by Vahni Kurra
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Vahni Kurra is a Brooklyn-based writer with roots in the American Midwest and Southern India. Her work has appeared in Hika and Oyster River Pages. Vahni has a B.A. in Creative Writing from Kenyon College where she interned at the Kenyon Review. She is currently the book review editor for Sweet Lit.
I am 23 and I am fairly certain the world is ending.
There are a number of indicators
that have brought the impending apocalypse to my attention.
This morning, I poured out a bowl of Cheerios and oat milk, and watched as the liquid dried
up in seconds, leaving a wheaty desert behind. I spotted a sea turtle in my menstrual cup. I misplaced my dog, only to find her on the roof. My mother assures me that these things happen to women as they grow old. I remind her that I am 23.
I am 23 and have tried to warn the others. I started with my co-workers. As we left a meeting about sustainability practices (a strange choice for a law firm that defends off-shore drilling companies), I pulled Brenda aside. Brenda has large front teeth and a penchant for bunnies. She hangs up poorly printed photos of her favorite breeds around our shared office:
Blanc de Hotot,
English Lop, Simenwar. I started to tell her about the obscenities my leather couch has been screaming at me, but over the course of our conversation, Brenda’s ears had grown long and fuzzy, and her tail became puffy. Rabbits are known catastrophizers with weak hearts. Nearly half of the world’s rabbit breeds are threatened by extinction. I decided to let the matter go.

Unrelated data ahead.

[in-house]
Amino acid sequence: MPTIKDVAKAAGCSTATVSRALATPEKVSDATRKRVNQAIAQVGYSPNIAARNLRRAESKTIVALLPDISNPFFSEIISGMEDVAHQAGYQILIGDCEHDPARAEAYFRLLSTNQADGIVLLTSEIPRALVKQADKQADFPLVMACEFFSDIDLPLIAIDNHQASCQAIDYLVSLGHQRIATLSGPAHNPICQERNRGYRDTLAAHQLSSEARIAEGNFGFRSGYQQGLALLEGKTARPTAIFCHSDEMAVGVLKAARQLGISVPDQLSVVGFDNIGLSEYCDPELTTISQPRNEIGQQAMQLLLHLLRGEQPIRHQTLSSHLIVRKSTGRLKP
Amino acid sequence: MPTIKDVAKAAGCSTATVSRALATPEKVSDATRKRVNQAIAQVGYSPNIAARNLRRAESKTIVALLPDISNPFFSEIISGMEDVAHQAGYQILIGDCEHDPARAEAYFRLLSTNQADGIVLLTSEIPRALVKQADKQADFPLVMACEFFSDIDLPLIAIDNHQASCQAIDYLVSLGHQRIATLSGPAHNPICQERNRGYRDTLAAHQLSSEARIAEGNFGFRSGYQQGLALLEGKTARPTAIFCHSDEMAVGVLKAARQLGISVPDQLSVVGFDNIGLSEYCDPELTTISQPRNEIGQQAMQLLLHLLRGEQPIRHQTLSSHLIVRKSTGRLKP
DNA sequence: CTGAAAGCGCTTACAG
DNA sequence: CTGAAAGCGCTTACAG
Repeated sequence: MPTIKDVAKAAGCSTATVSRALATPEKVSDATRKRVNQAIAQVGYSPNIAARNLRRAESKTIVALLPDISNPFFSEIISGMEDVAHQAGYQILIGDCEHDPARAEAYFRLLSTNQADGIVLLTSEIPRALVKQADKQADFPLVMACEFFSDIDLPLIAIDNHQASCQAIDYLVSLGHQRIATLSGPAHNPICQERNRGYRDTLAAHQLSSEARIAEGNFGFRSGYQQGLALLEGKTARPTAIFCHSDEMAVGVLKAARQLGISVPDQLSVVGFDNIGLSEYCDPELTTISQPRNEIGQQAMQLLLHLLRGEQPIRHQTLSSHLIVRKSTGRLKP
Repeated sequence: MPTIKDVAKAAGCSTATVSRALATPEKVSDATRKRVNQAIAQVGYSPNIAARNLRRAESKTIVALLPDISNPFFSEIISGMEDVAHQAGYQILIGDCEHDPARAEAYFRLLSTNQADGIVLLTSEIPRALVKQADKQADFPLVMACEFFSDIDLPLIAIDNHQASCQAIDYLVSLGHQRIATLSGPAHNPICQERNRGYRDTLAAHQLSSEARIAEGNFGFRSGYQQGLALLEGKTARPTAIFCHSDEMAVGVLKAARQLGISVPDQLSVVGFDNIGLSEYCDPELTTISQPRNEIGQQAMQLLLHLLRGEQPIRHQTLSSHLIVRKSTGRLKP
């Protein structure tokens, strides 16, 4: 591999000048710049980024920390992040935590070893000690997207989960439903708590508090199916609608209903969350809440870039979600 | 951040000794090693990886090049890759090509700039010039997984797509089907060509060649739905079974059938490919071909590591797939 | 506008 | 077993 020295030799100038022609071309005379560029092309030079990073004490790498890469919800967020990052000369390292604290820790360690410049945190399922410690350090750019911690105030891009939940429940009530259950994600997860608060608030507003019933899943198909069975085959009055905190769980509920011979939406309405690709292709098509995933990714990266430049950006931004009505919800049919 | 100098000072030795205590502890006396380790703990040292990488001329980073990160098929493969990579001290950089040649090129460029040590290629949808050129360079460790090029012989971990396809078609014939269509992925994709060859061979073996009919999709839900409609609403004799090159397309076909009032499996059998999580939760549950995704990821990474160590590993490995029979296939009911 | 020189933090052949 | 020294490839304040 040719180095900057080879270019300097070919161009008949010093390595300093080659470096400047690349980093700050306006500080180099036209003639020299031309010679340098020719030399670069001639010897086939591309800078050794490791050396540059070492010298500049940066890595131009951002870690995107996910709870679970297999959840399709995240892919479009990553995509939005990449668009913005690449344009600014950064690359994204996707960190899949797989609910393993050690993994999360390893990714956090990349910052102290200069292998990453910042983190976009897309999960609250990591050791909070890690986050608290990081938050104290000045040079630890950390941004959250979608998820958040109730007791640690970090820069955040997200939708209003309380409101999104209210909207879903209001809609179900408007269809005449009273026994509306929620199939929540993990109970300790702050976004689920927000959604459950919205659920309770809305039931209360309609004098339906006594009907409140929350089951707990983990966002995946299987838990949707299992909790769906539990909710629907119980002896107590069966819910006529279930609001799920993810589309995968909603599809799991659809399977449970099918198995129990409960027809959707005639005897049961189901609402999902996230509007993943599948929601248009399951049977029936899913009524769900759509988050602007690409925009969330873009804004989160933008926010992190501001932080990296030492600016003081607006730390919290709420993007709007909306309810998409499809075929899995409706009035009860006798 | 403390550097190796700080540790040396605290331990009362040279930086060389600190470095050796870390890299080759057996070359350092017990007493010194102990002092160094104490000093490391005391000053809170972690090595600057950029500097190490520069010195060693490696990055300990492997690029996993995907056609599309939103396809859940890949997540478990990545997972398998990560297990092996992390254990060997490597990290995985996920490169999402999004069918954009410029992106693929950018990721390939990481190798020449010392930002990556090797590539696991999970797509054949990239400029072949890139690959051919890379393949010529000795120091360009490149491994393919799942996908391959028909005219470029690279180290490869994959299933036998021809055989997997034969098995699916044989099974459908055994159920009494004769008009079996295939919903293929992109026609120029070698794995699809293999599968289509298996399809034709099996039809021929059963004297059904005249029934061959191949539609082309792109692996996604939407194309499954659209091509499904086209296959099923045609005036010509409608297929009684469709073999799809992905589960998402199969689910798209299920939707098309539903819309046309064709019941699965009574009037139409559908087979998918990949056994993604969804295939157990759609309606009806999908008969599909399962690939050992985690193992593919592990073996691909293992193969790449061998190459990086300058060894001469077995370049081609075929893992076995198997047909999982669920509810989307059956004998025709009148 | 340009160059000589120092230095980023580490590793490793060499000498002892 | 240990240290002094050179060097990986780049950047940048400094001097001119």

I am 23 and the world is ending. It is possible that it is not ending, and that I only think it is because I am 23. The blazer and slacks I wear to the gray office building feel too big for me. Like I am wearing my older sister’s hand-me-downs, though I have no older sister and no real basis for this metaphor. I noticed today that the ground is brittle and riddled with swiss-cheese holes. I can’t remember if it’s always been this way.
I went on another date this weekend, or maybe it was the first one I had ever been on. The man had an old-fashioned radio for a mouth. He had caterpillar eyebrows and two left feet. He studied abroad in Copenhagen. He taught the foxtrot to kids in the slums. We matched on Bumble or we were set up by Brenda. We got dinner at Serafina’s or had messy, bathroom sex at the holiday party. We were an instant hit or we got better over time. At the end
of the night, he asked me if I was interested. I asked him in what? He asked me nothing. I always answered yes.
I grew tired of guessing. It could be tomorrow. It could be while I was in the shower. It could be before I had the chance to tell my mother that I didn’t think I would ever find the right person. That I was probably ok with that. I tried to remember what it was like before I knew. Did I skip through puddles on rainy days? Did I paint my face with reckless abandon, dabbing lip stick in my corneas? Did I put up a good fight? I doubted it. My dog went missing again. This time, I found her in my ultrasound.
I remembered what my mother used to tell me. When God closes a world, they open a universe. This world of mine is collapsing in on itself like an old folding table. I don’t know if I’ll be let into the new one, but I hope I am because I want to be good and I want to fuck up and I want to change and I want to arrive. My dog is an inbred terrier that nips at my heels as the remaining few Altoids and taxi cabs disappear into the last light. I give her a twinkie and a belly rub. She gives me the secret to baking a perfect pie crust. I thank her and dissipate.